Eric Monterastelli
Federal Systems Engineer

A Case of the Mondays: How a Routine Visit Discovered a Cyber Attack

Recently, I learned a valuable lesson from what appeared as though it would be a regular Monday. My day started off routinely, but along the way some surprising events unfurled.

I was scheduled to go on-site with a federal customer for a “knowledge transfer” (aka OJT) as a new NOC/SOC team was coming online. When I got there, it started out as a rather typical meeting—get an understanding of the team’s knowledge of LogRhythm, assess their goals, and introduce them to any new features/products available.

Prior research led me to believe that this was an older deployment that had been neglected for some time. I was pleasantly surprised to find out that this was not the case. Rather, it was a rather new XM-6350 running LogRhythm 6.3.3 and the latest KB. Not having to perform a system upgrade was a relief.

However, as I listened to the customers’ requirements and dug into the deployment deeper, I quickly realized that the system was only being used for log collection, and rarely were people logging in or monitoring the data being collected by the XM. I’d say they were using about 30% of the LogRhythm features and functionality. Moreover, the WebUI wasn’t installed and AIE was disabled.

After a quick install of the WebUI, initialization of AIE, addition of the basic LOW/LOW-LOW rules found in the Post-Install Guide for POCs and setting up the third-party threat feeds (as well as some other customer requested tweaks)—the XM was back in fighting shape!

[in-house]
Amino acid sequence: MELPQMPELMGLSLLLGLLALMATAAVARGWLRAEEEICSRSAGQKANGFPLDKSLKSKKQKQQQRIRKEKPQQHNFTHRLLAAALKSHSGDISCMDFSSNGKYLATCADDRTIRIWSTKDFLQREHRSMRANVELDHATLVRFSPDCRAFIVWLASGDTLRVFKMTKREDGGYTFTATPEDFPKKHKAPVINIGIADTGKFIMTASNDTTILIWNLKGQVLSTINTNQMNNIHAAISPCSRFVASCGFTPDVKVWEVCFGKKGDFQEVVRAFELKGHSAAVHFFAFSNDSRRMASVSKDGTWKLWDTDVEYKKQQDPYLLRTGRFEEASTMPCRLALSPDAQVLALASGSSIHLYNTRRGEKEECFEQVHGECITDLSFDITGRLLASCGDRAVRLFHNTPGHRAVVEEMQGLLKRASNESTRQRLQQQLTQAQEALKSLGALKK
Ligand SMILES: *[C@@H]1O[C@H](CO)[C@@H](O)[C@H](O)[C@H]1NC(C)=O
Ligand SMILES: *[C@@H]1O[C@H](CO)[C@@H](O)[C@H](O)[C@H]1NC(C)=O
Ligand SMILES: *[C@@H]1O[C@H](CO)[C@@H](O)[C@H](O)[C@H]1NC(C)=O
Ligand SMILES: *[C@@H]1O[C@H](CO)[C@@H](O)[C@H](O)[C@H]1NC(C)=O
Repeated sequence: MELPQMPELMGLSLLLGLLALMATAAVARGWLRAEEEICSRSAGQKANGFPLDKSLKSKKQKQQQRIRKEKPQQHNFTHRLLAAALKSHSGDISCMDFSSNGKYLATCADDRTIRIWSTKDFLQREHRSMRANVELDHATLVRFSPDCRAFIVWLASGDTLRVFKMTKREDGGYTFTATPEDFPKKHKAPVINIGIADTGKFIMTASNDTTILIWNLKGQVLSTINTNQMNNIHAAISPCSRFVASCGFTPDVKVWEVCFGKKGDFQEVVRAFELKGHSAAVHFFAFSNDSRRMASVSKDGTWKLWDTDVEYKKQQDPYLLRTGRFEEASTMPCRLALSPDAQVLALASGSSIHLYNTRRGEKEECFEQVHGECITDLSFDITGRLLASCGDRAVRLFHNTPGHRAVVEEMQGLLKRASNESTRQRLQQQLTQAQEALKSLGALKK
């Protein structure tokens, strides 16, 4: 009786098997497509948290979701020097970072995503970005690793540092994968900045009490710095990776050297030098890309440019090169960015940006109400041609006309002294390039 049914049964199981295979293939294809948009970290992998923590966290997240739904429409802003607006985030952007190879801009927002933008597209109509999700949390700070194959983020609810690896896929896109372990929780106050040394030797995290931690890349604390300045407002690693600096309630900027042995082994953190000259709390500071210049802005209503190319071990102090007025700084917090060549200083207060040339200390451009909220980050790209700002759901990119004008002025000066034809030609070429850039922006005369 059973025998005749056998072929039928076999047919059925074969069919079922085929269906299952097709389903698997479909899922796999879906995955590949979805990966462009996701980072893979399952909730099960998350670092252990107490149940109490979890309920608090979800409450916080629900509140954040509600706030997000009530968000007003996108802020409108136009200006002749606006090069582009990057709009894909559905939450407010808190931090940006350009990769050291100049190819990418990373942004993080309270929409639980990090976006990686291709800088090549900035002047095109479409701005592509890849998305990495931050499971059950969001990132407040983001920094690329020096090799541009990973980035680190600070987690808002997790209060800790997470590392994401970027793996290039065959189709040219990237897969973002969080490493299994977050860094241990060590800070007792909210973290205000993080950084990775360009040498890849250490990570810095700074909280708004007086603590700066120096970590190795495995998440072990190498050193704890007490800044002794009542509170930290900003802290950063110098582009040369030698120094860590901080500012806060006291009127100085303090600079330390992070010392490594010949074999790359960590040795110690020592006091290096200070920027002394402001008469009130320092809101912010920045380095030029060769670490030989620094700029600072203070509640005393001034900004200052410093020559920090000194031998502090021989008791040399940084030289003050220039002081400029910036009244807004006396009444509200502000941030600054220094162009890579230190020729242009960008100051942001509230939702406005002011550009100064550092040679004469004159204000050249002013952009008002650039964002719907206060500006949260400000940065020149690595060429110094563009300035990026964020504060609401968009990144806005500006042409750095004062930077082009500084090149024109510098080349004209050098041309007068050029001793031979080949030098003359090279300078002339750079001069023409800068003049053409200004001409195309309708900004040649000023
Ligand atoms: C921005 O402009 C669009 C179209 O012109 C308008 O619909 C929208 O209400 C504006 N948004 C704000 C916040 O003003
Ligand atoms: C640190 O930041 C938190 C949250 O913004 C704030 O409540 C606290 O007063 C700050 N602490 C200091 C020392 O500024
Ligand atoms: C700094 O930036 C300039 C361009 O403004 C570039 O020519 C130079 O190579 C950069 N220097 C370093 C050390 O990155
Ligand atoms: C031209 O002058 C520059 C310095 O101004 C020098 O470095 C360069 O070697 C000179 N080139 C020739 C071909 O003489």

After a brief conversation, my sales rep and I started to walk the team through a quick demo using the customers XM, Data and WebUI. Within 10 minutes of talking, we happened to click on the Alarms tab, and to our surprise, we found some interesting data.

A few red alarm cards with ratings of 90 appeared denoting “Malware Found.” The team asked “What’s that all about?” We began to pivot drilldown and discovered the systems affected by the malware. Apparently this information was being reported by their Symantec and McAfee systems for quite some time and on the regular.

The NOC/SOC team quickly sprang into action to remedy the issue (albeit they were a bit annoyed). Moments later, we returned to the demo and another alarm fired with a score of 97. The team (almost in unison) said “What now!?”

After a quick drilldown, we discovered that their Fortinet deployment was reporting a breach coming from an “external IP” (outside the U.S.). Being that this was a government customer, we’d just tripped DEFCON-1 (and were called into the manager’s offices to explain the situation). The customer thanked us for helping to spot the external breach and asked us to leave for the day, as they were about to get very busy.

What was the lesson learned? Make sure that you always look under the hood of an existing LogRhythm deployment to verify that the basics have been covered. It’s important to understand what LogRhythm is capable of and how to best leverage the system to your advantage.

As one of the NOC/SOC employees put it, “If we’d been paying attention and using LogRhythm more regularly, we could have caught this sooner. Who knows how long we’ve been under attack.”

A typical Monday, indeed…